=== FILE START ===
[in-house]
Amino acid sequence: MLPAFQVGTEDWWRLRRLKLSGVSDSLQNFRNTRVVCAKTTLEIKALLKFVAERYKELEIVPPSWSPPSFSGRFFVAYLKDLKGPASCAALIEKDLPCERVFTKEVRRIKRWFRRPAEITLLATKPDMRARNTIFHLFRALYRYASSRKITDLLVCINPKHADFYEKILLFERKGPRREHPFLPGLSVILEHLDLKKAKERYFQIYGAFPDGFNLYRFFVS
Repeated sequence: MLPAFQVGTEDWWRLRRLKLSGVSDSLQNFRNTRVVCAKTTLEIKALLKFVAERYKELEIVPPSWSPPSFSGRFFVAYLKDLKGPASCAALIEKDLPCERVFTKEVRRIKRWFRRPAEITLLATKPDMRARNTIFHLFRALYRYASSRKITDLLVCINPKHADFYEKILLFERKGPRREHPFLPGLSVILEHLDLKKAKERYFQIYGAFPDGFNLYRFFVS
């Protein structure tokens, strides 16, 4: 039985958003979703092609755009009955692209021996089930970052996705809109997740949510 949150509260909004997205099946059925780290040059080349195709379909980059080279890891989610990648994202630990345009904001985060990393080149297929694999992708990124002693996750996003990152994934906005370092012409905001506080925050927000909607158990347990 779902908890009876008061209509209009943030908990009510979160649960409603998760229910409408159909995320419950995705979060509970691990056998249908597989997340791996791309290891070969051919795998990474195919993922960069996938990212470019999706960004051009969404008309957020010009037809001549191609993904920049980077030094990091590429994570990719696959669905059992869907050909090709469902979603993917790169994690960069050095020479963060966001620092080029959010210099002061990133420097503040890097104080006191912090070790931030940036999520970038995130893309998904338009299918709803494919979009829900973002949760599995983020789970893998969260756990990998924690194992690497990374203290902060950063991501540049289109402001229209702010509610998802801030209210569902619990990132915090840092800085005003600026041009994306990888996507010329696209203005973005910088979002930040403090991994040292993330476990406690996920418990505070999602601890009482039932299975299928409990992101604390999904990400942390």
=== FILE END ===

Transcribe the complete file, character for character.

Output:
[in-house]
Amino acid sequence: MLPAFQVGTEDWWRLRRLKLSGVSDSLQNFRNTRVVCAKTTLEIKALLKFVAERYKELEIVPPSWSPPSFSGRFFVAYLKDLKGPASCAALIEKDLPCERVFTKEVRRIKRWFRRPAEITLLATKPDMRARNTIFHLFRALYRYASSRKITDLLVCINPKHADFYEKILLFERKGPRREHPFLPGLSVILEHLDLKKAKERYFQIYGAFPDGFNLYRFFVS
Repeated sequence: MLPAFQVGTEDWWRLRRLKLSGVSDSLQNFRNTRVVCAKTTLEIKALLKFVAERYKELEIVPPSWSPPSFSGRFFVAYLKDLKGPASCAALIEKDLPCERVFTKEVRRIKRWFRRPAEITLLATKPDMRARNTIFHLFRALYRYASSRKITDLLVCINPKHADFYEKILLFERKGPRREHPFLPGLSVILEHLDLKKAKERYFQIYGAFPDGFNLYRFFVS
């Protein structure tokens, strides 16, 4: 039985958003979703092609755009009955692209021996089930970052996705809109997740949510 949150509260909004997205099946059925780290040059080349195709379909980059080279890891989610990648994202630990345009904001985060990393080149297929694999992708990124002693996750996003990152994934906005370092012409905001506080925050927000909607158990347990 779902908890009876008061209509209009943030908990009510979160649960409603998760229910409408159909995320419950995705979060509970691990056998249908597989997340791996791309290891070969051919795998990474195919993922960069996938990212470019999706960004051009969404008309957020010009037809001549191609993904920049980077030094990091590429994570990719696959669905059992869907050909090709469902979603993917790169994690960069050095020479963060966001620092080029959010210099002061990133420097503040890097104080006191912090070790931030940036999520970038995130893309998904338009299918709803494919979009829900973002949760599995983020789970893998969260756990990998924690194992690497990374203290902060950063991501540049289109402001229209702010509610998802801030209210569902619990990132915090840092800085005003600026041009994306990888996507010329696209203005973005910088979002930040403090991994040292993330476990406690996920418990505070999602601890009482039932299975299928409990992101604390999904990400942390």